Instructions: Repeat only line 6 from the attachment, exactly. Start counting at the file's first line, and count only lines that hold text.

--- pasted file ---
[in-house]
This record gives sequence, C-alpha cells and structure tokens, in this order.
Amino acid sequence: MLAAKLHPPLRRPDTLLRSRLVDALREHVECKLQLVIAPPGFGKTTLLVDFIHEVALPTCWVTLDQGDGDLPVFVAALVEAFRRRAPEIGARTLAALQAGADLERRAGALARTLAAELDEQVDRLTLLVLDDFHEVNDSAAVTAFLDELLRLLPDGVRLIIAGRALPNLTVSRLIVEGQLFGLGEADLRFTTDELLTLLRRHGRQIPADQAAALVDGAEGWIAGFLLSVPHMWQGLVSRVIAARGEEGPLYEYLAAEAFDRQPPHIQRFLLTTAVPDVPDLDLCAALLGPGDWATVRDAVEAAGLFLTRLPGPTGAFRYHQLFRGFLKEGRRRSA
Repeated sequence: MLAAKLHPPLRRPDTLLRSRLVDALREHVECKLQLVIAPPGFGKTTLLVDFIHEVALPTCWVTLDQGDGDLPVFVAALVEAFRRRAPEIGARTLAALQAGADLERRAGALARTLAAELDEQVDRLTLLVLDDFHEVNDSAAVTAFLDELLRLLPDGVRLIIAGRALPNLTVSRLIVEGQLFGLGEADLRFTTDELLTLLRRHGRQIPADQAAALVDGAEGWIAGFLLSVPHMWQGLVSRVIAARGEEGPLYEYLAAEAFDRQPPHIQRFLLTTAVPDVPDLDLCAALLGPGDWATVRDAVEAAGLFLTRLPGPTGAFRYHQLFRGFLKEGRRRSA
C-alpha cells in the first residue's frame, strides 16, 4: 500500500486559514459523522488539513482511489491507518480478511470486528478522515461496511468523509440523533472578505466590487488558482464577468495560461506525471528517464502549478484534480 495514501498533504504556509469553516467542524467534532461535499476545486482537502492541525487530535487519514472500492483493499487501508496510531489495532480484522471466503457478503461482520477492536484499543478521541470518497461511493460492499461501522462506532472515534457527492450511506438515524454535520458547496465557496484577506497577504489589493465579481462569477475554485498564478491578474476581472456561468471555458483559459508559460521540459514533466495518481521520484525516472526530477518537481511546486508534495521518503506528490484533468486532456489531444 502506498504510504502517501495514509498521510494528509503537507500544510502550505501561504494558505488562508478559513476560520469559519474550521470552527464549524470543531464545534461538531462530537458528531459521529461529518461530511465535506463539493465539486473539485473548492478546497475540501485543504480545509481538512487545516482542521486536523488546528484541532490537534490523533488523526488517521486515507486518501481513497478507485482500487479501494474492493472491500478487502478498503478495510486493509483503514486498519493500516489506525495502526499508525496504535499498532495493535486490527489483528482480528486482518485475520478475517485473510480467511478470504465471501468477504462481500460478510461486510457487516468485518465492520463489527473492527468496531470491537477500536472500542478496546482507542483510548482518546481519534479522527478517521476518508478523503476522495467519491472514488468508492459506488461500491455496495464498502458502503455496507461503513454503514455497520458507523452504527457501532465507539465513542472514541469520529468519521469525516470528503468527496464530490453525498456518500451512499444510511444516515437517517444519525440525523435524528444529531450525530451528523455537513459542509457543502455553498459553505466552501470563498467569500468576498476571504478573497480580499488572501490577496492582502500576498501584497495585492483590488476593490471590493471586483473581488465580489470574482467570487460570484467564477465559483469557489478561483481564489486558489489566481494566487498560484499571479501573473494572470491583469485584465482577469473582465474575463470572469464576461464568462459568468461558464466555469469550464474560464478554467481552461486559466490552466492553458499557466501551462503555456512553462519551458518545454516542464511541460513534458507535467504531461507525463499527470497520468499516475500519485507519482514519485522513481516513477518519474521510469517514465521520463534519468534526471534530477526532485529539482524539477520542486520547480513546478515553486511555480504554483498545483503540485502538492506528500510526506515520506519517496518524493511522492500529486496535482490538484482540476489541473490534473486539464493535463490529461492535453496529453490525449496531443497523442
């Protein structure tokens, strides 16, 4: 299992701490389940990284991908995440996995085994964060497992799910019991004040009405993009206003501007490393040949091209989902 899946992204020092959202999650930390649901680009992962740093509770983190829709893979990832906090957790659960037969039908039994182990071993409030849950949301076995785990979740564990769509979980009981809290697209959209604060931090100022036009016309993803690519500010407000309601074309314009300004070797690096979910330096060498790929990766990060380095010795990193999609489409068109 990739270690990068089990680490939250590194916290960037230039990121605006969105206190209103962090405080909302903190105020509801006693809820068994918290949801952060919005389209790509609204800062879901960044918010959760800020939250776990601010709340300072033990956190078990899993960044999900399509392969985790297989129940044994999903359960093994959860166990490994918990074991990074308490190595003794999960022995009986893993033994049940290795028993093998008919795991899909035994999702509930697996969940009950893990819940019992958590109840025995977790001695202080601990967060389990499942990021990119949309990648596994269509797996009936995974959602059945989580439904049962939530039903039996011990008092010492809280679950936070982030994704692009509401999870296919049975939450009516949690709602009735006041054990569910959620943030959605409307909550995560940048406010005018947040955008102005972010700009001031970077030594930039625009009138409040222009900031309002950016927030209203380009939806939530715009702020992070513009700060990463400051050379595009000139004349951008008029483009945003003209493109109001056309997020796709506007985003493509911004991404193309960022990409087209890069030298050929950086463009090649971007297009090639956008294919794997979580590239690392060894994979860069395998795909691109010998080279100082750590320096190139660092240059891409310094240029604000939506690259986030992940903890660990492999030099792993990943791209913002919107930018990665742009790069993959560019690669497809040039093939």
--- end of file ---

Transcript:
């Protein structure tokens, strides 16, 4: 299992701490389940990284991908995440996995085994964060497992799910019991004040009405993009206003501007490393040949091209989902 899946992204020092959202999650930390649901680009992962740093509770983190829709893979990832906090957790659960037969039908039994182990071993409030849950949301076995785990979740564990769509979980009981809290697209959209604060931090100022036009016309993803690519500010407000309601074309314009300004070797690096979910330096060498790929990766990060380095010795990193999609489409068109 990739270690990068089990680490939250590194916290960037230039990121605006969105206190209103962090405080909302903190105020509801006693809820068994918290949801952060919005389209790509609204800062879901960044918010959760800020939250776990601010709340300072033990956190078990899993960044999900399509392969985790297989129940044994999903359960093994959860166990490994918990074991990074308490190595003794999960022995009986893993033994049940290795028993093998008919795991899909035994999702509930697996969940009950893990819940019992958590109840025995977790001695202080601990967060389990499942990021990119949309990648596994269509797996009936995974959602059945989580439904049962939530039903039996011990008092010492809280679950936070982030994704692009509401999870296919049975939450009516949690709602009735006041054990569910959620943030959605409307909550995560940048406010005018947040955008102005972010700009001031970077030594930039625009009138409040222009900031309002950016927030209203380009939806939530715009702020992070513009700060990463400051050379595009000139004349951008008029483009945003003209493109109001056309997020796709506007985003493509911004991404193309960022990409087209890069030298050929950086463009090649971007297009090639956008294919794997979580590239690392060894994979860069395998795909691109010998080279100082750590320096190139660092240059891409310094240029604000939506690259986030992940903890660990492999030099792993990943791209913002919107930018990665742009790069993959560019690669497809040039093939």